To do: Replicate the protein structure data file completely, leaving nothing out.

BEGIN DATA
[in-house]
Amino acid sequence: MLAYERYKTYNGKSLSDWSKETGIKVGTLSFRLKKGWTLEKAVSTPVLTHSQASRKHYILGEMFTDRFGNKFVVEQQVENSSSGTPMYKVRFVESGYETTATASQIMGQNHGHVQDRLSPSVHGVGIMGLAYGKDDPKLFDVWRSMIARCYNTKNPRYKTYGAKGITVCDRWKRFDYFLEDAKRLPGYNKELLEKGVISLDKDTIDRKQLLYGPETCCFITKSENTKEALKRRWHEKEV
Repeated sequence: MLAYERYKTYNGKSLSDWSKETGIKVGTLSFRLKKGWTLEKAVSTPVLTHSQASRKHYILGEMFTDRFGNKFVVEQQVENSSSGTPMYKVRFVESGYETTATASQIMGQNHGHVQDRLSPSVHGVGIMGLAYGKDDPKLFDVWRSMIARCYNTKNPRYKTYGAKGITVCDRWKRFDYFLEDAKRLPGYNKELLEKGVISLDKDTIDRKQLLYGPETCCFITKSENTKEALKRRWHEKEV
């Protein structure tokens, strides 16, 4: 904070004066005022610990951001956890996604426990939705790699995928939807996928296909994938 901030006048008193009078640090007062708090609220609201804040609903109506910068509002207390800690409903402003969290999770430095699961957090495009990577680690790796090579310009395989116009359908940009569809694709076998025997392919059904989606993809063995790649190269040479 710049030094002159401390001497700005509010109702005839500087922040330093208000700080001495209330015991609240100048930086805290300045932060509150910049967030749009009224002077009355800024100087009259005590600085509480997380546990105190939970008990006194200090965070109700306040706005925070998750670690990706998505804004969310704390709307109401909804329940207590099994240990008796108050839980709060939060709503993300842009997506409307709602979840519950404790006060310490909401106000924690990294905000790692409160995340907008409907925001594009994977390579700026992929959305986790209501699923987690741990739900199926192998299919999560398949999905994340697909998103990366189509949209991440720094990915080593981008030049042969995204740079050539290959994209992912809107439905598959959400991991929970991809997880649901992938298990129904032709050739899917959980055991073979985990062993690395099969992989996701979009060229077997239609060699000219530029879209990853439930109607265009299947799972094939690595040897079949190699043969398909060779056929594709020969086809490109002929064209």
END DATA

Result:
[in-house]
Amino acid sequence: MLAYERYKTYNGKSLSDWSKETGIKVGTLSFRLKKGWTLEKAVSTPVLTHSQASRKHYILGEMFTDRFGNKFVVEQQVENSSSGTPMYKVRFVESGYETTATASQIMGQNHGHVQDRLSPSVHGVGIMGLAYGKDDPKLFDVWRSMIARCYNTKNPRYKTYGAKGITVCDRWKRFDYFLEDAKRLPGYNKELLEKGVISLDKDTIDRKQLLYGPETCCFITKSENTKEALKRRWHEKEV
Repeated sequence: MLAYERYKTYNGKSLSDWSKETGIKVGTLSFRLKKGWTLEKAVSTPVLTHSQASRKHYILGEMFTDRFGNKFVVEQQVENSSSGTPMYKVRFVESGYETTATASQIMGQNHGHVQDRLSPSVHGVGIMGLAYGKDDPKLFDVWRSMIARCYNTKNPRYKTYGAKGITVCDRWKRFDYFLEDAKRLPGYNKELLEKGVISLDKDTIDRKQLLYGPETCCFITKSENTKEALKRRWHEKEV
């Protein structure tokens, strides 16, 4: 904070004066005022610990951001956890996604426990939705790699995928939807996928296909994938 901030006048008193009078640090007062708090609220609201804040609903109506910068509002207390800690409903402003969290999770430095699961957090495009990577680690790796090579310009395989116009359908940009569809694709076998025997392919059904989606993809063995790649190269040479 710049030094002159401390001497700005509010109702005839500087922040330093208000700080001495209330015991609240100048930086805290300045932060509150910049967030749009009224002077009355800024100087009259005590600085509480997380546990105190939970008990006194200090965070109700306040706005925070998750670690990706998505804004969310704390709307109401909804329940207590099994240990008796108050839980709060939060709503993300842009997506409307709602979840519950404790006060310490909401106000924690990294905000790692409160995340907008409907925001594009994977390579700026992929959305986790209501699923987690741990739900199926192998299919999560398949999905994340697909998103990366189509949209991440720094990915080593981008030049042969995204740079050539290959994209992912809107439905598959959400991991929970991809997880649901992938298990129904032709050739899917959980055991073979985990062993690395099969992989996701979009060229077997239609060699000219530029879209990853439930109607265009299947799972094939690595040897079949190699043969398909060779056929594709020969086809490109002929064209």